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Tis the Season to Reward Employees

By   /  December 12, 2011  /  2 Comments

By Glenn Thomas


1001 Ways to Reward Employees by Bob Nelson

With everyone focused on the holidays and the giving of gifts, I felt this was the perfect time to post a review of this wonderful book that’s been a mainstay of my work library for years. You don’t have to have a title or a position to be one of the true leaders of your business unit. As such, you should recognize the need to reward those you work with.

It has been stated time and again in survey after survey of employees that the one thing they wish for  – is recognition of a job well done. This supports Frederick Herzberg’s research. Praise doesn’t cost a dime but that doesn’t mean it should be cheap. Be honest with your praise and make it as specific as possible. A comment such as, “Bill, great job on that thing last week,” as you walk by on your way to a meeting comes off sounding extremely hollow and will likely hurt your credibility more than it will help morale.

Bob Nelson has put together a wide variety of ideas on how to reward those people that make you look good day in and day out. Originally released as part of the “1001 Ways to…” series back in 1994, this book is as essential today as it was back then. The book is broken down into headings covering both informal and formal rewards, as well as awards for specific achievements and activities. For most supervisors and managers with no budget for rewards and no deep personal pockets, the informal rewards section is the ‘go to’ area.

This section of the book covers such areas as no-cost, low-cost, communication, social rewards, fun celebrations and public recognition. Each of these sections is chock full of ideas of every shape and size to fit the diversity of your workforce. Always remember that what works for one person may not work for the next, so you still need to know your staff regardless of the method you plan to use. Planning a public recognition event for an introvert may not turn out the way you had hoped.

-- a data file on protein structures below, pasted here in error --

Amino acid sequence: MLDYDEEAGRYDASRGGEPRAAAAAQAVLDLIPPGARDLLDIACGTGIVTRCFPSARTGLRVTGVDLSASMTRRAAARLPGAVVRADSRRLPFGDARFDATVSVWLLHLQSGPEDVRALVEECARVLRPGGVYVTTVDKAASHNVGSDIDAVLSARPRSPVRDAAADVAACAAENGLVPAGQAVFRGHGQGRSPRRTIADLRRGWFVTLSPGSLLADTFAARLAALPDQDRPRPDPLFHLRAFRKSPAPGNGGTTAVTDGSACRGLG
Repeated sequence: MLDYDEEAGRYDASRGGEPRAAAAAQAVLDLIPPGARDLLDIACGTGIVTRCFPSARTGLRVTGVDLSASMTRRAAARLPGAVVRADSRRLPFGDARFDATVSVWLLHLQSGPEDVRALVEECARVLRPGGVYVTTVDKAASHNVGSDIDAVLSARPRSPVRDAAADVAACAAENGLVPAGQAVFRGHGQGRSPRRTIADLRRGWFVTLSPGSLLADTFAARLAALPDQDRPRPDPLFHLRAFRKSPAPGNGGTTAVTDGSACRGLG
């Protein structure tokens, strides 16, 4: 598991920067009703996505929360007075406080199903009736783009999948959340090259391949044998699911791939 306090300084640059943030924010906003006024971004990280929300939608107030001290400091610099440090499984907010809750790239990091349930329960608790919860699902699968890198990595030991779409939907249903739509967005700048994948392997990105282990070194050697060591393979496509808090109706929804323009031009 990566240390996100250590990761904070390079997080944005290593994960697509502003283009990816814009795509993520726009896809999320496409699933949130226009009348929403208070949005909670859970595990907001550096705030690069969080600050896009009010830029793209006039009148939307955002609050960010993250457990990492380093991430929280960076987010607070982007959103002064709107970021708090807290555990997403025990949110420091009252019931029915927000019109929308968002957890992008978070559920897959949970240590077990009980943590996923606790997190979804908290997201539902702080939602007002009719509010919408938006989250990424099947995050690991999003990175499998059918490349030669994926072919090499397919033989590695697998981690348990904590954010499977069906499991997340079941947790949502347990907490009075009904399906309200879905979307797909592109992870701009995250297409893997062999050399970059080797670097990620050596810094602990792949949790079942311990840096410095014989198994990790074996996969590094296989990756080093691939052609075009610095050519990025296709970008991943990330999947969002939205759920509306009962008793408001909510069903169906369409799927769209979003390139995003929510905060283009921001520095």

One idea that I have personally used with success is the use of candy as rewards. When an employee has done a specific job above and beyond, I’ve gone in and said “I wish I could offer you a raise for the great job you did on the (fill in the blank) but how about an extra PAYDAY instead.” It never fails to get a chuckle and it is appreciated. Similarly, a bag of LIFESAVERS goes a long way toward thanking someone for ‘saving the day’ by averting a crisis or resolving it quickly after it is identified. (Obviously offering a PAYDAY to someone with a peanut allergy also wouldn’t provide the desired result.)

This is also the perfect time of year to consider treating your staff or team to lunch or provide them with a small token of appreciation for the job they do every day. If the numbers are large, ask the next level of management if they would assist with the cost or suggest a pot-luck. This distributes the cost but still allows the employees to be gathered together to hear honest words of praise and appreciation from management.

If you are at a loss for creative ways to reward your employees or simply want to consider expanding your possible options, this could be the book for you. It is available at many public libraries or used copies can be purchased online for as little as $1.00. At any price, this is definitely a work present you should consider buying for yourself.

About the author

Glenn has more than 20 years of experience as a programmer, analyst, and project manager on systems development projects and research missions around the globe. The past 10 years have been spent serving in a variety of leadership roles in the application development, data and enterprise policy and standards arenas. His background includes time spent in the US military, private industry, and the public sector. Glenn is a Certified Data Management Professional (CDMP – DIQ), a Certified Public Manager (CPM), and a Project Management Professional (PMP). Glenn was the recipient of the 2009 DAMA International Government Achievement Award and is a former President and VP of Communications for the Project Management Institute’s Kentucky Bluegrass Chapter.

  • This sounds like a great read. Perhaps I’ll buy a few copies and leave them sitting around the office.

    • Glenn Thomas

      Great idea Karen – you never know who might pick it up or what recognition/reward seeds it might plant in their head.

      Thanks for commenting!


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